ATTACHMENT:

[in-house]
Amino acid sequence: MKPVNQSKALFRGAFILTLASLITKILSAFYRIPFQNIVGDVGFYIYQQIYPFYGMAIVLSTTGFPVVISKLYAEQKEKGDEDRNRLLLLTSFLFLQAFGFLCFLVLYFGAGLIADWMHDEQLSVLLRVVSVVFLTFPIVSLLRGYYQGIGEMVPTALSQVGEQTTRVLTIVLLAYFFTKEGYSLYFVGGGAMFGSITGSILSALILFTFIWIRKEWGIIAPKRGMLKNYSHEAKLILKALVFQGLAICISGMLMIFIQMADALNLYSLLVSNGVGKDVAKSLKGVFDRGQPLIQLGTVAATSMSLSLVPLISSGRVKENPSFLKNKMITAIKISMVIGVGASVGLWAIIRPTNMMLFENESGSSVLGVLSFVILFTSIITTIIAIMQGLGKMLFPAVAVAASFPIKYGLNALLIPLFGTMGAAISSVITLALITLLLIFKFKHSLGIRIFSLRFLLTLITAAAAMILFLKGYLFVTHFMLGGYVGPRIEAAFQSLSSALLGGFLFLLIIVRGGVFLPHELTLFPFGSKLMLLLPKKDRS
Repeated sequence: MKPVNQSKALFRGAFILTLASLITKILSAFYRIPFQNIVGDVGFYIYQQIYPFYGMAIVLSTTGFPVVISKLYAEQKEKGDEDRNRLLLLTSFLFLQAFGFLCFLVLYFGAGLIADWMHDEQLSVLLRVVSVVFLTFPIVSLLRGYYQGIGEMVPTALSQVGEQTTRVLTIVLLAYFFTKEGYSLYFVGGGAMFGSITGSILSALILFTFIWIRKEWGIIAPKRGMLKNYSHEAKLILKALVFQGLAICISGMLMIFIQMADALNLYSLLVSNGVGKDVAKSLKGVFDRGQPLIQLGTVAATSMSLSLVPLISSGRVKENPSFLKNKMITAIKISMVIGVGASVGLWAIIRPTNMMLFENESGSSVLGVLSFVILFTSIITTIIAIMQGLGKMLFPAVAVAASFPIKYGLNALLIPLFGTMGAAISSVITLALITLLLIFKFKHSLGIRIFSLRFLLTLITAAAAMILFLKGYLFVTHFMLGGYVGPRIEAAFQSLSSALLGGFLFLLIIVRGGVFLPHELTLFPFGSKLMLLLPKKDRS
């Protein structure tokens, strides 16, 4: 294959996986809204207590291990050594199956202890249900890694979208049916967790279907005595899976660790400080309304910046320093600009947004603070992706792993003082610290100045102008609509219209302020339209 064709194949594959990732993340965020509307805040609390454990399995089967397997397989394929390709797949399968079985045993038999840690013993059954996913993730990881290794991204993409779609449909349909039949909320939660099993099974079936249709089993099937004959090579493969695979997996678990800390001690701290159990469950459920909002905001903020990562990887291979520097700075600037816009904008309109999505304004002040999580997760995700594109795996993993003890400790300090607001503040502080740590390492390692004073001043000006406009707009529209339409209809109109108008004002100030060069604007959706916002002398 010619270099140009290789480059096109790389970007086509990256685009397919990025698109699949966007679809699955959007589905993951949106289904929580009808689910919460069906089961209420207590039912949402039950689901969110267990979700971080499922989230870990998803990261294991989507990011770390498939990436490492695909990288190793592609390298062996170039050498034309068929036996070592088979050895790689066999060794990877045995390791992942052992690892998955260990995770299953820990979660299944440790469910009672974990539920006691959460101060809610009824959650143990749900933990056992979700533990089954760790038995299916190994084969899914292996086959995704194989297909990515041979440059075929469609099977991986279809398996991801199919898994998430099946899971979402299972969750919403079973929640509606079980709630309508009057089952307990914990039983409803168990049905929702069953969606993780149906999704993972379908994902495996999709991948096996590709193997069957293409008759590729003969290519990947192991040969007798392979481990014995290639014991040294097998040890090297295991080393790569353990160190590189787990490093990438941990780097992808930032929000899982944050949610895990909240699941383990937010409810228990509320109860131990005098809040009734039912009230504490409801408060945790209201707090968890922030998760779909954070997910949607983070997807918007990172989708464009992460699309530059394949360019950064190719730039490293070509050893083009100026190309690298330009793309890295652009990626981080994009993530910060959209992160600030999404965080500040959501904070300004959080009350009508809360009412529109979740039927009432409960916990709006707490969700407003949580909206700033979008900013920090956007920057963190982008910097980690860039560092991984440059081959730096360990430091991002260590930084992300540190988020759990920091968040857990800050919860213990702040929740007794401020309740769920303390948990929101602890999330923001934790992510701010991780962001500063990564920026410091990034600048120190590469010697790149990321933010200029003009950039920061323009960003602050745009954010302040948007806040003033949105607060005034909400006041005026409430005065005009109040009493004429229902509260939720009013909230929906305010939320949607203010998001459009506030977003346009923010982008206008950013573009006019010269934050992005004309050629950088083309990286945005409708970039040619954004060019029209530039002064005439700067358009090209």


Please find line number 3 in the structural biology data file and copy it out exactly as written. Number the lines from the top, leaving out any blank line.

Repeated sequence: MKPVNQSKALFRGAFILTLASLITKILSAFYRIPFQNIVGDVGFYIYQQIYPFYGMAIVLSTTGFPVVISKLYAEQKEKGDEDRNRLLLLTSFLFLQAFGFLCFLVLYFGAGLIADWMHDEQLSVLLRVVSVVFLTFPIVSLLRGYYQGIGEMVPTALSQVGEQTTRVLTIVLLAYFFTKEGYSLYFVGGGAMFGSITGSILSALILFTFIWIRKEWGIIAPKRGMLKNYSHEAKLILKALVFQGLAICISGMLMIFIQMADALNLYSLLVSNGVGKDVAKSLKGVFDRGQPLIQLGTVAATSMSLSLVPLISSGRVKENPSFLKNKMITAIKISMVIGVGASVGLWAIIRPTNMMLFENESGSSVLGVLSFVILFTSIITTIIAIMQGLGKMLFPAVAVAASFPIKYGLNALLIPLFGTMGAAISSVITLALITLLLIFKFKHSLGIRIFSLRFLLTLITAAAAMILFLKGYLFVTHFMLGGYVGPRIEAAFQSLSSALLGGFLFLLIIVRGGVFLPHELTLFPFGSKLMLLLPKKDRS